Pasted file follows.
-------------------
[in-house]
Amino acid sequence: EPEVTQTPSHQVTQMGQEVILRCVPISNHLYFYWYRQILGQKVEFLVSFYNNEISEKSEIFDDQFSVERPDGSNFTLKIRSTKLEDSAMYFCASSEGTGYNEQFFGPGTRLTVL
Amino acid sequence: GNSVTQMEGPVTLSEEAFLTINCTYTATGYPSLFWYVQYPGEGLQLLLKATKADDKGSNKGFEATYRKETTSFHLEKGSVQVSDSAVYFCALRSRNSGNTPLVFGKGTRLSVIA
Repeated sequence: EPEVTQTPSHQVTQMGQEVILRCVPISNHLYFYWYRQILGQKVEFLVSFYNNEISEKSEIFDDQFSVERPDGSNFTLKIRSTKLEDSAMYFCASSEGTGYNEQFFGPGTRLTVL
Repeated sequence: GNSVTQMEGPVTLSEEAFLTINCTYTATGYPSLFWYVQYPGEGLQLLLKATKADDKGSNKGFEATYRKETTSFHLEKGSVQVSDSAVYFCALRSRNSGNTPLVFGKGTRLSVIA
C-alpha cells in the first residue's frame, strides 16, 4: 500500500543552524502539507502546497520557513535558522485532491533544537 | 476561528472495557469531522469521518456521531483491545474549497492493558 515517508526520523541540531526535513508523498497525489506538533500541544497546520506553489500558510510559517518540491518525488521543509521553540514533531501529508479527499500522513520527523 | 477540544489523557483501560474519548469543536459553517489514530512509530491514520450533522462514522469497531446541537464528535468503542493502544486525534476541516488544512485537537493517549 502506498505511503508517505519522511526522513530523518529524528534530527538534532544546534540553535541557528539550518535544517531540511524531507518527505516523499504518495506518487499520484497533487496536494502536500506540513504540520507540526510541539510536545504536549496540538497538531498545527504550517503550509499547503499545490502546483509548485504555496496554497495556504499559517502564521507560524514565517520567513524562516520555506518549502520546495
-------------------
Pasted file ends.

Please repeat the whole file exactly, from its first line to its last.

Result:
[in-house]
Amino acid sequence: EPEVTQTPSHQVTQMGQEVILRCVPISNHLYFYWYRQILGQKVEFLVSFYNNEISEKSEIFDDQFSVERPDGSNFTLKIRSTKLEDSAMYFCASSEGTGYNEQFFGPGTRLTVL
Amino acid sequence: GNSVTQMEGPVTLSEEAFLTINCTYTATGYPSLFWYVQYPGEGLQLLLKATKADDKGSNKGFEATYRKETTSFHLEKGSVQVSDSAVYFCALRSRNSGNTPLVFGKGTRLSVIA
Repeated sequence: EPEVTQTPSHQVTQMGQEVILRCVPISNHLYFYWYRQILGQKVEFLVSFYNNEISEKSEIFDDQFSVERPDGSNFTLKIRSTKLEDSAMYFCASSEGTGYNEQFFGPGTRLTVL
Repeated sequence: GNSVTQMEGPVTLSEEAFLTINCTYTATGYPSLFWYVQYPGEGLQLLLKATKADDKGSNKGFEATYRKETTSFHLEKGSVQVSDSAVYFCALRSRNSGNTPLVFGKGTRLSVIA
C-alpha cells in the first residue's frame, strides 16, 4: 500500500543552524502539507502546497520557513535558522485532491533544537 | 476561528472495557469531522469521518456521531483491545474549497492493558 515517508526520523541540531526535513508523498497525489506538533500541544497546520506553489500558510510559517518540491518525488521543509521553540514533531501529508479527499500522513520527523 | 477540544489523557483501560474519548469543536459553517489514530512509530491514520450533522462514522469497531446541537464528535468503542493502544486525534476541516488544512485537537493517549 502506498505511503508517505519522511526522513530523518529524528534530527538534532544546534540553535541557528539550518535544517531540511524531507518527505516523499504518495506518487499520484497533487496536494502536500506540513504540520507540526510541539510536545504536549496540538497538531498545527504550517503550509499547503499545490502546483509548485504555496496554497495556504499559517502564521507560524514565517520567513524562516520555506518549502520546495